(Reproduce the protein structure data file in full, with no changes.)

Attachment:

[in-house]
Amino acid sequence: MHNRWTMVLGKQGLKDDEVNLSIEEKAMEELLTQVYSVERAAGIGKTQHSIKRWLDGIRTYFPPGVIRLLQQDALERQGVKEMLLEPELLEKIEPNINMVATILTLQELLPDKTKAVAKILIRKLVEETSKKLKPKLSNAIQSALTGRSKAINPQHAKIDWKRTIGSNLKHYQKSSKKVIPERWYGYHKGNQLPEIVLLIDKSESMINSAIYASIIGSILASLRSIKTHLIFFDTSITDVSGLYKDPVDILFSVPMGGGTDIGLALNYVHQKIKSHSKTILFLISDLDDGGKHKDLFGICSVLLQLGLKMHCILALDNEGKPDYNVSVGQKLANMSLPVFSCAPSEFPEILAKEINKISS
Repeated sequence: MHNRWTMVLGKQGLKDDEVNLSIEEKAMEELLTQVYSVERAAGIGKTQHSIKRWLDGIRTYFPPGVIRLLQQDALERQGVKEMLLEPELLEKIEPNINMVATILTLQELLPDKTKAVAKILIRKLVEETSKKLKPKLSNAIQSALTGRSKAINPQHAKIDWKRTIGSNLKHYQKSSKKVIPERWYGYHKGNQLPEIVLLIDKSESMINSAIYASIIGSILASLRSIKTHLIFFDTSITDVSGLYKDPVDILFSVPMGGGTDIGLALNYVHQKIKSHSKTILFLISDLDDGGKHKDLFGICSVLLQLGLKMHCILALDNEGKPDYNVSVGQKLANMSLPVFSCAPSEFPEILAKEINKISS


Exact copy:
[in-house]
Amino acid sequence: MHNRWTMVLGKQGLKDDEVNLSIEEKAMEELLTQVYSVERAAGIGKTQHSIKRWLDGIRTYFPPGVIRLLQQDALERQGVKEMLLEPELLEKIEPNINMVATILTLQELLPDKTKAVAKILIRKLVEETSKKLKPKLSNAIQSALTGRSKAINPQHAKIDWKRTIGSNLKHYQKSSKKVIPERWYGYHKGNQLPEIVLLIDKSESMINSAIYASIIGSILASLRSIKTHLIFFDTSITDVSGLYKDPVDILFSVPMGGGTDIGLALNYVHQKIKSHSKTILFLISDLDDGGKHKDLFGICSVLLQLGLKMHCILALDNEGKPDYNVSVGQKLANMSLPVFSCAPSEFPEILAKEINKISS
Repeated sequence: MHNRWTMVLGKQGLKDDEVNLSIEEKAMEELLTQVYSVERAAGIGKTQHSIKRWLDGIRTYFPPGVIRLLQQDALERQGVKEMLLEPELLEKIEPNINMVATILTLQELLPDKTKAVAKILIRKLVEETSKKLKPKLSNAIQSALTGRSKAINPQHAKIDWKRTIGSNLKHYQKSSKKVIPERWYGYHKGNQLPEIVLLIDKSESMINSAIYASIIGSILASLRSIKTHLIFFDTSITDVSGLYKDPVDILFSVPMGGGTDIGLALNYVHQKIKSHSKTILFLISDLDDGGKHKDLFGICSVLLQLGLKMHCILALDNEGKPDYNVSVGQKLANMSLPVFSCAPSEFPEILAKEINKISS